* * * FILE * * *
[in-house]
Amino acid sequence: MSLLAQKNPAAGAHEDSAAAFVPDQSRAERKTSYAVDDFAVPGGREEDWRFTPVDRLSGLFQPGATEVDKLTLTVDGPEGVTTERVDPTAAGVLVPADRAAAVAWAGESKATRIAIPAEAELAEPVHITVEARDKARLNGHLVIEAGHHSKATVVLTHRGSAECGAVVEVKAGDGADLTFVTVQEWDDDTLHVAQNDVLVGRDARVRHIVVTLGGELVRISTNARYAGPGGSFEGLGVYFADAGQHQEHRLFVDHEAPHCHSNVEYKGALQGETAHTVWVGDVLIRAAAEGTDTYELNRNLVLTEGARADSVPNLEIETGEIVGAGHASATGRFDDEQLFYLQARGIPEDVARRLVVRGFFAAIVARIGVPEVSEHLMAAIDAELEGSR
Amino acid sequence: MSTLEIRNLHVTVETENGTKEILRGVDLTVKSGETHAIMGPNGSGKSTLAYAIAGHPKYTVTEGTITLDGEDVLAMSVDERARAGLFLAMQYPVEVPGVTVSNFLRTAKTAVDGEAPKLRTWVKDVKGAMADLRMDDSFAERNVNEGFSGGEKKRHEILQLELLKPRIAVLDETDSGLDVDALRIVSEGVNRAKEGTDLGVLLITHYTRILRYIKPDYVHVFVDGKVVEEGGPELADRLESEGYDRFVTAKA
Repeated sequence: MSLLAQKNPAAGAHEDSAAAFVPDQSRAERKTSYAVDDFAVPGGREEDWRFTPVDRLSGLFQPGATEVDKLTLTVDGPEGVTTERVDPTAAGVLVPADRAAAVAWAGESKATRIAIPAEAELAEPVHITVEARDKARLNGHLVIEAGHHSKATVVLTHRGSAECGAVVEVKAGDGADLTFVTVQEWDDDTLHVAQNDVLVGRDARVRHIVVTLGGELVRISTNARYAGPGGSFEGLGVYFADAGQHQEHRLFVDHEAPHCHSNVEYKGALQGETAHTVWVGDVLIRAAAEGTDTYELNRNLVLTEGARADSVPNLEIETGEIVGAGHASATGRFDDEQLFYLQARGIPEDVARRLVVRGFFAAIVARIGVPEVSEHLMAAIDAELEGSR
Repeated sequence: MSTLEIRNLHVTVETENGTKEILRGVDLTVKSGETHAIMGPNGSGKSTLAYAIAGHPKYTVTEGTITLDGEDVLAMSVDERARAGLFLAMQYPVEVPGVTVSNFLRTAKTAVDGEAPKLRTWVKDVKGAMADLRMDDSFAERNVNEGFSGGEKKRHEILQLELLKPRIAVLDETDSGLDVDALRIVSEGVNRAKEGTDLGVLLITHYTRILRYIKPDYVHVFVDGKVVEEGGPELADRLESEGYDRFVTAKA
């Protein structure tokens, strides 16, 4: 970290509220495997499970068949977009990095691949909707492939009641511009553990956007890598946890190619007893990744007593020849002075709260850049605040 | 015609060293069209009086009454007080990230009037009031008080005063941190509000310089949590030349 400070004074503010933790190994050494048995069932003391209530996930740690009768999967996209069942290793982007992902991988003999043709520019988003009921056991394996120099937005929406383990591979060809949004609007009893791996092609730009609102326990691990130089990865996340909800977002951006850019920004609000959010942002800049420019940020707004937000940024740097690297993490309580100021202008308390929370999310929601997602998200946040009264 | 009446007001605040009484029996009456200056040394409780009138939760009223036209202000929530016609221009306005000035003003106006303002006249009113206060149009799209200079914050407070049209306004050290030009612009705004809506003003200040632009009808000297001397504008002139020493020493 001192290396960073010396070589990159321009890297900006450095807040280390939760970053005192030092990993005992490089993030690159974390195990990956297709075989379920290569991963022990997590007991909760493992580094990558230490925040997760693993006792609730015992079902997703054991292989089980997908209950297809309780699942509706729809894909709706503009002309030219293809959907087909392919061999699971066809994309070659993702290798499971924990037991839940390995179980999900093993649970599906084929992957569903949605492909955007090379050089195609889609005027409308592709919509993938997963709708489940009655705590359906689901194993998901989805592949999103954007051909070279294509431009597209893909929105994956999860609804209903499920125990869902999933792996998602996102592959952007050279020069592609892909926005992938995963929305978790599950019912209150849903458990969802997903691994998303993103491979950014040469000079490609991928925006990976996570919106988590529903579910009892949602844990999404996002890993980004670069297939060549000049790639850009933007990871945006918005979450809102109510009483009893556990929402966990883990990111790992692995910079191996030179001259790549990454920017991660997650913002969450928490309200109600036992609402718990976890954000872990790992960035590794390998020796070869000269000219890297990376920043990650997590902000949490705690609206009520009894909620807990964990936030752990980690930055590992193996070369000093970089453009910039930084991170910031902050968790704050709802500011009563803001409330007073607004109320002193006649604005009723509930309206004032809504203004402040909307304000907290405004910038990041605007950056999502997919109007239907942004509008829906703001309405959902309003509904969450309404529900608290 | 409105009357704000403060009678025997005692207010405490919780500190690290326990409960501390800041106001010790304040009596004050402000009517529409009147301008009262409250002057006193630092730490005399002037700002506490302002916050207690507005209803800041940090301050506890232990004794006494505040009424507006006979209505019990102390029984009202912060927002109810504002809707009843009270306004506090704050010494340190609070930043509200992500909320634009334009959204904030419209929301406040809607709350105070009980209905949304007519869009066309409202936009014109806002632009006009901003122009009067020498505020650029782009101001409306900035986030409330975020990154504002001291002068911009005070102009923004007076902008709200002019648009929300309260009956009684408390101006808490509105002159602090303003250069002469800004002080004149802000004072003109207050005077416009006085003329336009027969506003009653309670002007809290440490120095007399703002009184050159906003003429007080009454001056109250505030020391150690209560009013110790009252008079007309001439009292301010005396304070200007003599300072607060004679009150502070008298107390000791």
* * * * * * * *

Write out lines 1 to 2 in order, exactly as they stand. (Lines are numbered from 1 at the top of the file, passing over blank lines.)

[in-house]
Amino acid sequence: MSLLAQKNPAAGAHEDSAAAFVPDQSRAERKTSYAVDDFAVPGGREEDWRFTPVDRLSGLFQPGATEVDKLTLTVDGPEGVTTERVDPTAAGVLVPADRAAAVAWAGESKATRIAIPAEAELAEPVHITVEARDKARLNGHLVIEAGHHSKATVVLTHRGSAECGAVVEVKAGDGADLTFVTVQEWDDDTLHVAQNDVLVGRDARVRHIVVTLGGELVRISTNARYAGPGGSFEGLGVYFADAGQHQEHRLFVDHEAPHCHSNVEYKGALQGETAHTVWVGDVLIRAAAEGTDTYELNRNLVLTEGARADSVPNLEIETGEIVGAGHASATGRFDDEQLFYLQARGIPEDVARRLVVRGFFAAIVARIGVPEVSEHLMAAIDAELEGSR